August 19, 2011

Have the Accuracy of USDA's August Corn and Soybean Production Forecasts Changed?

USDA crop forecasts and estimates continue to be criticized by a wide range of users of the information. Part of the criticism appears to stem from a lack of understanding of the methodology used in producing the forecasts and estimates. In an earlier publication, we provided some detail of the USDA crop production forecasting methodology. Part of the criticism appears to stem from perceived inaccuracies in the forecasts and estimates. The large over-estimate of the 2010 U.S. average corn yield in August 2010, for example, suggested to some that the accuracy of August yield and production forecasts may have diminished over time.

To address the question of the accuracy of August yield forecasts, we examined the size of the August forecast errors for corn and soybeans over the 41-year period from 1970 through 2010. This analysis is a partial update of a much more comprehensive evaluation of corn and soybean forecast errors that we published in 2006. The annual August forecast errors, in percentage terms, are plotted in Figure 1 for corn and Figure 2 for soybeans. The forecast errors are calculated as: (Final Estimate-August Forecast)/ Final Estimate. A positive calculation means the yield was underestimated in August and a negative calculation means the yield was overestimated in August.



For both corn and soybeans, August forecast errors have varied widely, both in terms of direction and magnitude, and the largest errors have been associated with overestimates of yield. Over half of all errors in both corn and soybeans fall in the range of +/-5%. Visually, forecast errors for corn appear to have been smaller in recent years, while forecast errors for soybeans appear to have been larger, but a trend is not obvious. To provide a more complete assessment of changes over time, the observations are divided into two roughly equal periods: 1970-1989 and 1990-2010. For each period, three calculations are made and presented in Table 1. These calculations include: the largest over-estimate of yield in August in each period, the largest under-estimate of yield in August in each period, and the average absolute error in each period. For corn, both the maximum August yield forecast errors and the average absolute error were smaller in the most recent period. The opposite results were found for soybeans, with both the maximum and average absolute errors being larger in the most recent period.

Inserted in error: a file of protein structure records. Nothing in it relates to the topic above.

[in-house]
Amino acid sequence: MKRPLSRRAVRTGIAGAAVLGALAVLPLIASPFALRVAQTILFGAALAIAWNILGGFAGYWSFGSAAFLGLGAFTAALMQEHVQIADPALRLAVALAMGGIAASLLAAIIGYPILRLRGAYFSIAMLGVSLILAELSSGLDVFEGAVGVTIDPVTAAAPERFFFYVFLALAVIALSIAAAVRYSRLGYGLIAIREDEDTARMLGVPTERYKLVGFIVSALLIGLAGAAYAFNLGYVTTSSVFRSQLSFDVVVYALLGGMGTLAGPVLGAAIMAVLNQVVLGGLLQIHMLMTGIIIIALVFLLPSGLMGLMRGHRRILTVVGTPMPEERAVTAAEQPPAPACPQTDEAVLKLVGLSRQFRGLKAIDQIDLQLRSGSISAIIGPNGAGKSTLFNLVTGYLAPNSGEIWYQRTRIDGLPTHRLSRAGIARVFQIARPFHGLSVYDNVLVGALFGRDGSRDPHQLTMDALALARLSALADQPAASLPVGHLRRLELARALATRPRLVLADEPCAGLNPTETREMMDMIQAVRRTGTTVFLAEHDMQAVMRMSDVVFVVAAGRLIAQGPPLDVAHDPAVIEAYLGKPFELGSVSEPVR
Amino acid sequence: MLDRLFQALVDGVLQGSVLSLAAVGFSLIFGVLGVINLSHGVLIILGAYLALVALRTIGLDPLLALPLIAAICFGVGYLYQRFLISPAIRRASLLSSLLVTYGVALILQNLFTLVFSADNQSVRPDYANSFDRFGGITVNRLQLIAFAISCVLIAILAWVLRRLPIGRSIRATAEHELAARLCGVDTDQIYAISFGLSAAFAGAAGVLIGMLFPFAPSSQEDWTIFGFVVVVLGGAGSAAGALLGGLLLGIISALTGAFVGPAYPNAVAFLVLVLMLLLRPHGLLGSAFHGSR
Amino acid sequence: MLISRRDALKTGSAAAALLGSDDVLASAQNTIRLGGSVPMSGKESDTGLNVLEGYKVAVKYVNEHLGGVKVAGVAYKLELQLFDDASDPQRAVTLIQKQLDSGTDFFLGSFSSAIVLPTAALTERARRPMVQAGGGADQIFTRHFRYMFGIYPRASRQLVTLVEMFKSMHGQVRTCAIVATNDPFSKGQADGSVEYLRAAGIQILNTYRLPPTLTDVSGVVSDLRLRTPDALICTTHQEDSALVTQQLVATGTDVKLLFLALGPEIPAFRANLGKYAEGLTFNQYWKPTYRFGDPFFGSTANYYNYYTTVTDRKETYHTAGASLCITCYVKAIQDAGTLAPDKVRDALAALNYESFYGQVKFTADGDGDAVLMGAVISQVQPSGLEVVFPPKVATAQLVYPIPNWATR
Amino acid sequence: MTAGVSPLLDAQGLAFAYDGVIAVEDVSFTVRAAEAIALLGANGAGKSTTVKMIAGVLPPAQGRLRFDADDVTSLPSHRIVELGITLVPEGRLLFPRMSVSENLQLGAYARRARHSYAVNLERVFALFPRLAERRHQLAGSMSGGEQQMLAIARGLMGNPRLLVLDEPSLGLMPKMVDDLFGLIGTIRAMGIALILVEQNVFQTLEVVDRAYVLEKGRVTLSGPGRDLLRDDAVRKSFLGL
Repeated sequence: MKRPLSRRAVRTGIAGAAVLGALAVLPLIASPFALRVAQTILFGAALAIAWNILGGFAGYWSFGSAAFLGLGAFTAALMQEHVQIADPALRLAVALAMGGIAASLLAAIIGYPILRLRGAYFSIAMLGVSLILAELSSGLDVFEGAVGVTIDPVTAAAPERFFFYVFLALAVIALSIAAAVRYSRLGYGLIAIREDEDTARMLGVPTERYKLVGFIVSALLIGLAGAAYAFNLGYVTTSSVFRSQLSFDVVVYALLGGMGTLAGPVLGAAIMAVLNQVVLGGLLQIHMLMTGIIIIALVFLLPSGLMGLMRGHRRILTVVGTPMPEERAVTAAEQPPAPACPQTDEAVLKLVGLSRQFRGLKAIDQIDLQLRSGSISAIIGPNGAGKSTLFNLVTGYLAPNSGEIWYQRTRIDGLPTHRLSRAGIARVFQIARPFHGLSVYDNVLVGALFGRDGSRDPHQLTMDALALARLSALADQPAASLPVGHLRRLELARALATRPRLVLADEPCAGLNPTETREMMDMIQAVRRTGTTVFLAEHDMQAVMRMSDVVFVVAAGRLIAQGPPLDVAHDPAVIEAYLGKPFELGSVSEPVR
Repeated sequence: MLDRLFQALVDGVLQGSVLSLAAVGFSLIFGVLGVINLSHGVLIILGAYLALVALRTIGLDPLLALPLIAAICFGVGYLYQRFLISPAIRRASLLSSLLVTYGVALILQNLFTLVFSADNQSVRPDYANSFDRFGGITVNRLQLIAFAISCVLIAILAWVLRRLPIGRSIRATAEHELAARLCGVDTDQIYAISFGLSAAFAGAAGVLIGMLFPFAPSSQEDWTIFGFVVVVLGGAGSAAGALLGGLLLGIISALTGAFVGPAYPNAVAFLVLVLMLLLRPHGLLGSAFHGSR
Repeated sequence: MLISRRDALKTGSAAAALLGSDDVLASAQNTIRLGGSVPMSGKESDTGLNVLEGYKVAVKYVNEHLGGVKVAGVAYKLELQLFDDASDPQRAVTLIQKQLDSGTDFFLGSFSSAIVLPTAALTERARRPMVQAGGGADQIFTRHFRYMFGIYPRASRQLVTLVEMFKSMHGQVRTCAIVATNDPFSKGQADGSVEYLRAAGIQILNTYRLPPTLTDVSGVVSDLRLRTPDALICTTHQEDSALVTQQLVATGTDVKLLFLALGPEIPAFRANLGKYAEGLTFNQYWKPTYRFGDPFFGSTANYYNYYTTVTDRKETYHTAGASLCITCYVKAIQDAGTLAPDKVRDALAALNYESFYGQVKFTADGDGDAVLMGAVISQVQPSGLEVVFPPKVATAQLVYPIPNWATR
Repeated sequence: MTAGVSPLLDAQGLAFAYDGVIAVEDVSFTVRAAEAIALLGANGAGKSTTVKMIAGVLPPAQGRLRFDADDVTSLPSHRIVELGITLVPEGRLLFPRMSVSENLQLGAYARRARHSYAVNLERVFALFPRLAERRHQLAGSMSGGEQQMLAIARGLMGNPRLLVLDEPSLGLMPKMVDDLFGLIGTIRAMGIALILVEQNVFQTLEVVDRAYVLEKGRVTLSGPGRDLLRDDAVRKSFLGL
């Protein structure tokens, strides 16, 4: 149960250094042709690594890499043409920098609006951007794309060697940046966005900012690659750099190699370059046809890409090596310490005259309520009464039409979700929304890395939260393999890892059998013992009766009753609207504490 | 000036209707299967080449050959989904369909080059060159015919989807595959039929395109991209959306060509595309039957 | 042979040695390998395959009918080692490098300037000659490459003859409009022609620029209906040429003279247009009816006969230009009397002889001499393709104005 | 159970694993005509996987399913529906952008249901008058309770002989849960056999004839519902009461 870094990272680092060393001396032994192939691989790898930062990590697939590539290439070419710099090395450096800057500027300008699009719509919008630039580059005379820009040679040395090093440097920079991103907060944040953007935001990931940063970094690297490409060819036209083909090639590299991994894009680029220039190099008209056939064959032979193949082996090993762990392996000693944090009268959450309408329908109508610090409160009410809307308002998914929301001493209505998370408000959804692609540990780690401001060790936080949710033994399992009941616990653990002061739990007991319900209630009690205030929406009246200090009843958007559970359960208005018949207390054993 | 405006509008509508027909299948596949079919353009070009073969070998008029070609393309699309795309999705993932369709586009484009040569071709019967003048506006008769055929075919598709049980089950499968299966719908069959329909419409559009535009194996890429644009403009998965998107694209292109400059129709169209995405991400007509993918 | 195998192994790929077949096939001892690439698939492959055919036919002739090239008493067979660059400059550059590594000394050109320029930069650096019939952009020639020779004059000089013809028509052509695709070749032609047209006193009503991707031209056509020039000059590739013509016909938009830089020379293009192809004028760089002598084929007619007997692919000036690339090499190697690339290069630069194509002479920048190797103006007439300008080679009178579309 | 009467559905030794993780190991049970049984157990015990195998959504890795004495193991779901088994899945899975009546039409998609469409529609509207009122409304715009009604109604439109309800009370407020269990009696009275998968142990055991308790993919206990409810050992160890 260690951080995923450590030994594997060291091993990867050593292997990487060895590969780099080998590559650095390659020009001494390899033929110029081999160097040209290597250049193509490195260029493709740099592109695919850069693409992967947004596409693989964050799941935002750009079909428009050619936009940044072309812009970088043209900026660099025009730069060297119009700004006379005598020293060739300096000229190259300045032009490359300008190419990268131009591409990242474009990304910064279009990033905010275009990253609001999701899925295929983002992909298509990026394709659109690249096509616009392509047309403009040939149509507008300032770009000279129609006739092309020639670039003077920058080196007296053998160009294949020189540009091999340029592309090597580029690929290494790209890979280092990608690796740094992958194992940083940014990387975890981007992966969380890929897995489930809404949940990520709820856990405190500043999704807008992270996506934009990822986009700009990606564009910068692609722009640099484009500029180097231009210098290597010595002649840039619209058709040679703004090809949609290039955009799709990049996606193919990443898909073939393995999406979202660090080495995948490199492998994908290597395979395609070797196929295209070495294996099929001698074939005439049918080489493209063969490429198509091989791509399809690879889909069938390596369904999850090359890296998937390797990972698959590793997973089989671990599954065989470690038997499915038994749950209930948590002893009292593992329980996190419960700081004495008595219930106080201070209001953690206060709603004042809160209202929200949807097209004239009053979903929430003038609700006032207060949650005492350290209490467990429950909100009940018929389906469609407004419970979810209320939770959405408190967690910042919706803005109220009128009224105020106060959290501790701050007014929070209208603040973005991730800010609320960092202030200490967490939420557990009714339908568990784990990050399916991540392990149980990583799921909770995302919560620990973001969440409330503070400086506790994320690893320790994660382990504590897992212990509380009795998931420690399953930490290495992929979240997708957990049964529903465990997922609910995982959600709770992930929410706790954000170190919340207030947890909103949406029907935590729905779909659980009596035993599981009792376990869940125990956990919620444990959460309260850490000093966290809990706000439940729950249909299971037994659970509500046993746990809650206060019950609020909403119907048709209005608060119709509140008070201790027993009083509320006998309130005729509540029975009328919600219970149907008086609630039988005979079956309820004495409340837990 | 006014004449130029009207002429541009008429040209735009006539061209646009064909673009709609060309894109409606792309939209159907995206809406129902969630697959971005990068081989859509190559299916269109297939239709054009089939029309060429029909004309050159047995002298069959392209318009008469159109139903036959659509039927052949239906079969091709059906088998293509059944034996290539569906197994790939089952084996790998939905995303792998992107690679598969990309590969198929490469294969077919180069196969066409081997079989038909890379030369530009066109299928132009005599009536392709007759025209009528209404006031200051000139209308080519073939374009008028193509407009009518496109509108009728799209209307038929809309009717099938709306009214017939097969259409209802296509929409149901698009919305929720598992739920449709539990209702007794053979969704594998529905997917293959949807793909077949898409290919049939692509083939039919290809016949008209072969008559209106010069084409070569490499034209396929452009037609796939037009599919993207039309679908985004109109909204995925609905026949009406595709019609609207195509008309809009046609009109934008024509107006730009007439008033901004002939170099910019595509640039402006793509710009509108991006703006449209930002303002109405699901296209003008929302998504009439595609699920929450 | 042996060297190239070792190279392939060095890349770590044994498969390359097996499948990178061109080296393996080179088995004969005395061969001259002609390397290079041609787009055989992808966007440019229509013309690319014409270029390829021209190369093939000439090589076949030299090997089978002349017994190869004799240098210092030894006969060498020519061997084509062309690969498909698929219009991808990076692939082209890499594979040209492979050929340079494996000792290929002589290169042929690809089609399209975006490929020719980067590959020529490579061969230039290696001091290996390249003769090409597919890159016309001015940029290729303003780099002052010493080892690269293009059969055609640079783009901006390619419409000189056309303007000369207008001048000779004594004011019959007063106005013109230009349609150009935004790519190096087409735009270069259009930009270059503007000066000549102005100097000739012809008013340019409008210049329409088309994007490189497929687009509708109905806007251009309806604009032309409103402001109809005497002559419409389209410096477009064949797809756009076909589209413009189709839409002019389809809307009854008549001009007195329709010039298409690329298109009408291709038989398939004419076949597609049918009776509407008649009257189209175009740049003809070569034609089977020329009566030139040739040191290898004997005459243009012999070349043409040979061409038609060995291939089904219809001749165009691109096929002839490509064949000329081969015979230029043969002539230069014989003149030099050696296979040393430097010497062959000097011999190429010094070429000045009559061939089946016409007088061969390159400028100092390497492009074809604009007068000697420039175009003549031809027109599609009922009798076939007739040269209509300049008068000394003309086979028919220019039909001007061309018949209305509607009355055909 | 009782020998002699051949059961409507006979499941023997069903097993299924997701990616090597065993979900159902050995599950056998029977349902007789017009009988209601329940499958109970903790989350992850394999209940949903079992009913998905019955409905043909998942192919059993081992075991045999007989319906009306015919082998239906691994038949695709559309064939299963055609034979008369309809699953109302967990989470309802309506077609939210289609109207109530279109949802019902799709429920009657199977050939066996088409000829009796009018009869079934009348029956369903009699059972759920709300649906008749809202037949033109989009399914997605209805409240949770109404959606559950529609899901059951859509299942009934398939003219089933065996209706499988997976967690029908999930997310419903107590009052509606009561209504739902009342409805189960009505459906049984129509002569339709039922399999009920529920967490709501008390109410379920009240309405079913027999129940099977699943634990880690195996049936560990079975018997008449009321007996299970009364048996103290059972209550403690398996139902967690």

The analysis of yield forecast accuracy presented here provides mixed conclusions, with August corn yield forecasts being more accurate in the most recent period and soybean yield forecasts being less accurate in the most recent period. Measured in terms of average absolute error, the difference in soybean forecast error accuracy for the two periods is not large. Overall, the evidence is not consistent with the charge that USDA corn and soybean yield estimates in August are becoming substantially less accurate.

Issued by Scott Irwin and Darrel Good
Department of Agricultural and Consumer Economics
University of Illinois

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